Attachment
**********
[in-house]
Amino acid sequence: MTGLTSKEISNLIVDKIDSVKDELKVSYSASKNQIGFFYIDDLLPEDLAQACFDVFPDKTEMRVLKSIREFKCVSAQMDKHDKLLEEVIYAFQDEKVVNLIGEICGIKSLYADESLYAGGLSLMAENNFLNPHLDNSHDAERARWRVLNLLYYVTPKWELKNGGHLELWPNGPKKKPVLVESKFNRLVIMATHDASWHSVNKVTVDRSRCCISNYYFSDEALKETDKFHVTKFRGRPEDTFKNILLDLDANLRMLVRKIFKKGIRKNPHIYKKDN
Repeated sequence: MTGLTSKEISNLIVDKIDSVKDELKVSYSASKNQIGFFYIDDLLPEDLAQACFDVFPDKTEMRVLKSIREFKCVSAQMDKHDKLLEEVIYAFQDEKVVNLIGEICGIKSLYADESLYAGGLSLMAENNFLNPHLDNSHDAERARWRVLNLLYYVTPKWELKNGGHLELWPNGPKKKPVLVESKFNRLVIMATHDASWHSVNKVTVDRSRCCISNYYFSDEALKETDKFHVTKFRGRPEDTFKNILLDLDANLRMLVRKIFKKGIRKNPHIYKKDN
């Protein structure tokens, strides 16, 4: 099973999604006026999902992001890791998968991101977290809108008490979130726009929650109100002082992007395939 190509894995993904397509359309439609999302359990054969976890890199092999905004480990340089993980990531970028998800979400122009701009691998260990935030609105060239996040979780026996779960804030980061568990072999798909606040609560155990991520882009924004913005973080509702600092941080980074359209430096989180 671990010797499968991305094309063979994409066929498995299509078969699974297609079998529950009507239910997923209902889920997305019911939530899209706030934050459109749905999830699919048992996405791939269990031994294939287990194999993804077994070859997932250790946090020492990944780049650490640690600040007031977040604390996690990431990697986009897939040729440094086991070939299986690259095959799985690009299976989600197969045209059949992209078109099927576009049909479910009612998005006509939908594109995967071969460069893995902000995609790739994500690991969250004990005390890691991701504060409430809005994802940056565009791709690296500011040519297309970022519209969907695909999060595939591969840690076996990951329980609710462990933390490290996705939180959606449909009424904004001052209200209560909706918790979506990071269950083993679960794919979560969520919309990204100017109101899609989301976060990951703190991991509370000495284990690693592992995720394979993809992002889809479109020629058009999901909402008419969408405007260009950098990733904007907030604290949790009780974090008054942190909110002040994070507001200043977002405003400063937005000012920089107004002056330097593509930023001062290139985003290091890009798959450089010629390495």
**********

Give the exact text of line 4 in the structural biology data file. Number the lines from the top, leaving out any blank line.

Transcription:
């Protein structure tokens, strides 16, 4: 099973999604006026999902992001890791998968991101977290809108008490979130726009929650109100002082992007395939 190509894995993904397509359309439609999302359990054969976890890199092999905004480990340089993980990531970028998800979400122009701009691998260990935030609105060239996040979780026996779960804030980061568990072999798909606040609560155990991520882009924004913005973080509702600092941080980074359209430096989180 671990010797499968991305094309063979994409066929498995299509078969699974297609079998529950009507239910997923209902889920997305019911939530899209706030934050459109749905999830699919048992996405791939269990031994294939287990194999993804077994070859997932250790946090020492990944780049650490640690600040007031977040604390996690990431990697986009897939040729440094086991070939299986690259095959799985690009299976989600197969045209059949992209078109099927576009049909479910009612998005006509939908594109995967071969460069893995902000995609790739994500690991969250004990005390890691991701504060409430809005994802940056565009791709690296500011040519297309970022519209969907695909999060595939591969840690076996990951329980609710462990933390490290996705939180959606449909009424904004001052209200209560909706918790979506990071269950083993679960794919979560969520919309990204100017109101899609989301976060990951703190991991509370000495284990690693592992995720394979993809992002889809479109020629058009999901909402008419969408405007260009950098990733904007907030604290949790009780974090008054942190909110002040994070507001200043977002405003400063937005000012920089107004002056330097593509930023001062290139985003290091890009798959450089010629390495």